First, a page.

Pope Francis is approaching 100 days as our Holy Father. The beginning of his papal service has drawn massive attention and offered new ways of carrying out the leadership of the Universal Church. There is amazing interest in this unpredictable story. Washington was both fascinated and appalled by a quick election with no visible campaign, no declared candidates, no consultants or commercials, and the only exit polls were black or white smoke from a chimney.

As part of a panel on the new pope at Harvard (not the typical Harvard forum), I asked how a publisher would respond to this novel. Chapter One is about the first papal resignation in 600 years. Chapter Two focuses on a 76-year-old Jesuit priest riding the bus to work as Archbishop of in Buenos Aries. Chapter Three is the story of the conclave, where the Jesuit is elected and calls himself Francis to show commitment to the poor, peace and creation. Chapter Four covers the early days of the new pope as he asks the crowd to bless him before he blesses them, refuses to move into the Apostolic Palace and spends Holy Thursday in jail washing the feet of young prisoners, including women and Muslims. The response probably would have been “don’t waste your time or mine on such fantasy,” but all this actually happened.

Like others, I’ve been watching this story in amazement. More importantly, I have been reading and listening. I find Pope Francis’ morning homilies on the scriptures a daily source of spiritual challenge and enrichment, both provocative and hopeful. After 100 days, Washington often asks how the office has changed the new occupant of that office, whether the new leader has been able to make any real difference and what this beginning suggests for the future. Here are some thoughts on those questions.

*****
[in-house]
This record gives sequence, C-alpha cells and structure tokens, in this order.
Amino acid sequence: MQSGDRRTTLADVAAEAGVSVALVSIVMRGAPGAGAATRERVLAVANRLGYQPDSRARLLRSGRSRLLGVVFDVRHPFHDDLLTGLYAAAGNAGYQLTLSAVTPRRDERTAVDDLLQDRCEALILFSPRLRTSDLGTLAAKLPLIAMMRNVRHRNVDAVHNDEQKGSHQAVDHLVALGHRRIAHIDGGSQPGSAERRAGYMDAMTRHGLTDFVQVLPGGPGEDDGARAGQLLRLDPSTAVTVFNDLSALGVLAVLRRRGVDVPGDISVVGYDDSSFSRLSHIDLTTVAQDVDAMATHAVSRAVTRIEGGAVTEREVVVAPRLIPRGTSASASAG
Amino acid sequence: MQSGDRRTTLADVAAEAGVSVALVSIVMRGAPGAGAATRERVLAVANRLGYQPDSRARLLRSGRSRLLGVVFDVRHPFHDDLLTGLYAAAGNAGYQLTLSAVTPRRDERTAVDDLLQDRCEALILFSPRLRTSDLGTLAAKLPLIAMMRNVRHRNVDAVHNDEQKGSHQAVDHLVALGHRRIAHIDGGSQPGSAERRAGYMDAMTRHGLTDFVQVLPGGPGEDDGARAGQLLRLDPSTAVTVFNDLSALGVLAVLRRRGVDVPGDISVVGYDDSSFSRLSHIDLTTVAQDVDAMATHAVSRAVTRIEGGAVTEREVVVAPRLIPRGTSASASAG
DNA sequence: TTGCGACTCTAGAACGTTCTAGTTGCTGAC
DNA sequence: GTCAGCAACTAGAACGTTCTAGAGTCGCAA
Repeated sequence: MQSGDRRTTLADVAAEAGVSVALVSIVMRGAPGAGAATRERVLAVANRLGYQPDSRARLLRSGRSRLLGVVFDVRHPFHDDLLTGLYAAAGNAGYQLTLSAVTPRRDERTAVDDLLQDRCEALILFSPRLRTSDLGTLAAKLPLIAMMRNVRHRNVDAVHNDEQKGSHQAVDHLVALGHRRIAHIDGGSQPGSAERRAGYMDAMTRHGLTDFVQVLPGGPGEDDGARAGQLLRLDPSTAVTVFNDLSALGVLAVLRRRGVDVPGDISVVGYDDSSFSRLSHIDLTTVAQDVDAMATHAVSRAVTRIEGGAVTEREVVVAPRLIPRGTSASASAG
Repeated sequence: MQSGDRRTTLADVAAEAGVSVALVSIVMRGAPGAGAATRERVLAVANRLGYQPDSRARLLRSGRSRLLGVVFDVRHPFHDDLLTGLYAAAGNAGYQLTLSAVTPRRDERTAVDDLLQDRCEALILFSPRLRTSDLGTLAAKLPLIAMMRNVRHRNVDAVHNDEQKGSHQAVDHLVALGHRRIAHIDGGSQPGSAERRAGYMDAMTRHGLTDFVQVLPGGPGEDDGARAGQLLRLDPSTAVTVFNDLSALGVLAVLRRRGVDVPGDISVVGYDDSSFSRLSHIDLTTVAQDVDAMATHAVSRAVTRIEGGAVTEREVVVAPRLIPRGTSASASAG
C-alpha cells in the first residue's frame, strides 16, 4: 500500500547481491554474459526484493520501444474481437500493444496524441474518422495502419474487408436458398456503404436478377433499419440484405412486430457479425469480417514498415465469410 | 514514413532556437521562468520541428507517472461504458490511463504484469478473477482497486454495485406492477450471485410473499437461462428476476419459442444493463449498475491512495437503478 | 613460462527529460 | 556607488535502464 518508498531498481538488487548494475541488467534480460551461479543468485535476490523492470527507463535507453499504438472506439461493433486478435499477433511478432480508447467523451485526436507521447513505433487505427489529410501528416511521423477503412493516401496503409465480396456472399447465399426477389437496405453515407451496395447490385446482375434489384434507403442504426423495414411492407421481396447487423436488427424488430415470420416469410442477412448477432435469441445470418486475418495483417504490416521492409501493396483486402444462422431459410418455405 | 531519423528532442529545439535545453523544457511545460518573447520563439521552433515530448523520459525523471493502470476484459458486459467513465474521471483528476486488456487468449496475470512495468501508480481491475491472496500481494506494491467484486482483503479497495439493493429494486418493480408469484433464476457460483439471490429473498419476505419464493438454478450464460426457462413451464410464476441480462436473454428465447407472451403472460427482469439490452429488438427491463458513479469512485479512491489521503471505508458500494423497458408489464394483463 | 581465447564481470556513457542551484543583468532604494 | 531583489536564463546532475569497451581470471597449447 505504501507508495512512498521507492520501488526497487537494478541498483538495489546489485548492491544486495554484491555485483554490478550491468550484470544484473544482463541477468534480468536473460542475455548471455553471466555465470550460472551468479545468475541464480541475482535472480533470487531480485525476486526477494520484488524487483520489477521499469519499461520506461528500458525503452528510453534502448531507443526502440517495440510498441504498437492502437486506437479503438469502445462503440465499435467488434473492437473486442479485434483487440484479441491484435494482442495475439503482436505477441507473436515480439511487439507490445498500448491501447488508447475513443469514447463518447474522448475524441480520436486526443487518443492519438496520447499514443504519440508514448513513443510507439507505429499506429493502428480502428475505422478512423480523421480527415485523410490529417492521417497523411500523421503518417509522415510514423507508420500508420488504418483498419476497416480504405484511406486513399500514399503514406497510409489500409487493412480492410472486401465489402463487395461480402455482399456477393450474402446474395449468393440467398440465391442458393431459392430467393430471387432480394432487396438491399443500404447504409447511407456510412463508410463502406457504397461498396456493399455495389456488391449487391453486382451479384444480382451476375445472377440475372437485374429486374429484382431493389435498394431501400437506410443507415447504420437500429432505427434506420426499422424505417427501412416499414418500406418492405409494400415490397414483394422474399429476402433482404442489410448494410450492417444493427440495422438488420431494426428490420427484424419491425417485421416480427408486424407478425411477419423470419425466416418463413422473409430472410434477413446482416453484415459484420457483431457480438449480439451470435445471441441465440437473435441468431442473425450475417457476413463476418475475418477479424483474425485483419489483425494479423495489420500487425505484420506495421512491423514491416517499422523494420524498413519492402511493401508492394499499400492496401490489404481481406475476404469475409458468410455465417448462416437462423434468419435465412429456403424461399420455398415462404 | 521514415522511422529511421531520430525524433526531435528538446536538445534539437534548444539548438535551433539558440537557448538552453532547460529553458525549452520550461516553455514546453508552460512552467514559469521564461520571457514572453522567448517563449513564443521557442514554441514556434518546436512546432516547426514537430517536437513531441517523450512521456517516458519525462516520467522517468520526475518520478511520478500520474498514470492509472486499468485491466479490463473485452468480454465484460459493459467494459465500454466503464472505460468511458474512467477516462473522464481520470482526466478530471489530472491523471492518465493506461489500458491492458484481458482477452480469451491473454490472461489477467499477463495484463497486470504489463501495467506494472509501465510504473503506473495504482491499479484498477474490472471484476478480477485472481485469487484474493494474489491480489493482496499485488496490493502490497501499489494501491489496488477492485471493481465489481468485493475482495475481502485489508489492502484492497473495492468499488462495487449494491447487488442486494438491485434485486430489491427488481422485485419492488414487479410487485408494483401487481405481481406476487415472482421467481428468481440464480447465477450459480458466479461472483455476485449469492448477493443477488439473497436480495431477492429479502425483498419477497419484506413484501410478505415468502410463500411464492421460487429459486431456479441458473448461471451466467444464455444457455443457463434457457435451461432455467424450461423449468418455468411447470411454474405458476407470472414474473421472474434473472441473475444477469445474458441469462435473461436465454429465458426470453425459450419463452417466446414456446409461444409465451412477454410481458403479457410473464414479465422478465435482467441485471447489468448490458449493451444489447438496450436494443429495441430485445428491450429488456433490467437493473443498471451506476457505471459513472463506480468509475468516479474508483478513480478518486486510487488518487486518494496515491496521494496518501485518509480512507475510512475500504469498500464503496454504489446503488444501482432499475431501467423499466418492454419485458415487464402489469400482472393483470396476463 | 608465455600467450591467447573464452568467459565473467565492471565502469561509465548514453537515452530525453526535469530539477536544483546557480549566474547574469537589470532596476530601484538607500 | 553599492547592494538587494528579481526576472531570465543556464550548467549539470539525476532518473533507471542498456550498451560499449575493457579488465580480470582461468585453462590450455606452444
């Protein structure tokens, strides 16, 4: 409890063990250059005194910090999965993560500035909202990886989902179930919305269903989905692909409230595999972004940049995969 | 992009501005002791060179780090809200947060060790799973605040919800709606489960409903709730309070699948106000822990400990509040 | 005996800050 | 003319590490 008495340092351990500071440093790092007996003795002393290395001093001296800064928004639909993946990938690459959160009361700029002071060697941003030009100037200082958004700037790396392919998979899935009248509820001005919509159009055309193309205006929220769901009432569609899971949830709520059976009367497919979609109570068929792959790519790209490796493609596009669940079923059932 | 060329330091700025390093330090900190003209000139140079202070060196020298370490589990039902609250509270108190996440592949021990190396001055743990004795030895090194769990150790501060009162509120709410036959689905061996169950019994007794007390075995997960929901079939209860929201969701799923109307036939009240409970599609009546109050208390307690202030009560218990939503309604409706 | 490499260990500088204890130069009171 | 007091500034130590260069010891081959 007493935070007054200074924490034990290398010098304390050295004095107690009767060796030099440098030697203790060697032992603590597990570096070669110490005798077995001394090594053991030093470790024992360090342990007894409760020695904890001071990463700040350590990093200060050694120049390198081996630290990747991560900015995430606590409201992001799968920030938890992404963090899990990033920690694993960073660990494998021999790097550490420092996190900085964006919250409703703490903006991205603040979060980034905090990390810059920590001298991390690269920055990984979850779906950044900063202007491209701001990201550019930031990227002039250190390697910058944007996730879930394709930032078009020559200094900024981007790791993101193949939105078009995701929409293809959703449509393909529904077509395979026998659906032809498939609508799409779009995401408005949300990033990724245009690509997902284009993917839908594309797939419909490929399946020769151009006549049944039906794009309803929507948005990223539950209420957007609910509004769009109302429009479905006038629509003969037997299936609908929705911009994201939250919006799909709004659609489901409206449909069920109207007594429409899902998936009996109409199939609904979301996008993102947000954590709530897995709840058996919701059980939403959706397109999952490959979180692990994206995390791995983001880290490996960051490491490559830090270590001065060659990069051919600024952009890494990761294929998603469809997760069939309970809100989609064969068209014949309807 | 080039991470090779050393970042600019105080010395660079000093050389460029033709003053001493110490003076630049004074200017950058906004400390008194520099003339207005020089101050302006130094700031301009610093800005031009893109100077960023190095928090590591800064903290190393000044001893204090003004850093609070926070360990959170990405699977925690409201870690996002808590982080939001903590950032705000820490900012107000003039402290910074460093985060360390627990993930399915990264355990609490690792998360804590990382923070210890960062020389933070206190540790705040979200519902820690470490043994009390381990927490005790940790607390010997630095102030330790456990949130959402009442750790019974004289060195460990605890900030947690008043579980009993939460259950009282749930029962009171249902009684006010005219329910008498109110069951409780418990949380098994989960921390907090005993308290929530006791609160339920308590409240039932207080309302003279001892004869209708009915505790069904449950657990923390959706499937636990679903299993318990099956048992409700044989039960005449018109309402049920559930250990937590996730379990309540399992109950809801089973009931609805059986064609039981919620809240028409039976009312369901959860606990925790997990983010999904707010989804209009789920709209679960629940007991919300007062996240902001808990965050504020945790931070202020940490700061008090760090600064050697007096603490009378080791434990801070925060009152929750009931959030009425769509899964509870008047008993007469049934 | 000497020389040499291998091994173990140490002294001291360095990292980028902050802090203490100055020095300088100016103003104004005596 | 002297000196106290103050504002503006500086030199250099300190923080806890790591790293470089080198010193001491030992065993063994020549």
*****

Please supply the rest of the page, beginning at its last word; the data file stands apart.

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Posted in * Religion News & Commentary, Other Churches, Pope Francis, Roman Catholic

A website to Consider–A Glorious Revolution

A Glorious Revolution is the web log of Iain Boyd, Senior Pastor of Trinity Church in Myrtle Beach. The purpose of this blog is to assert a Gospel Centered view not only of the Christian life but also of Anglicanism. The Anglican Church was started when brave men and women were convicted of the truth of the Gospel and called for reform in their churches. Historically, our churches foundational commitment to the Gospel has ebbed and flowed, but it is our opinion that Anglicanism stands or falls on the pure Gospel of Jesus. The current divides in Anglicanism seem to be over the cultural tides of conservativism and liberalism. The Gospel is a third way that transcends these categories. Jesus is more radical than the liberals and more moral than the conservatives. So, we seek to call the Anglican church back to a Gospel centered life that transforms the world starting in Myrtle Beach. In this blog you’ll see frequent posts from reformers both within Anglicanism and without, modern and ancient, commentary on news in the worldwide Anglican Communion, as well as my own musings on film, culture, politics, religion, music and much more. I am happy to report that my good friend, Sami Al Taher will continue to post material here that has stirred his heart to a more radical commitment to Jesus and His Gospel. We will also continue to post material pertinent to Trinity Church under the categories tab “Trinity Tidings.”

See what you make of it.

Posted in * Anglican - Episcopal, * Culture-Watch, * South Carolina, Blogging & the Internet

Daron Taylor's Sermon from Sunday–Understanding the 73rd Psalm

Listen to it all.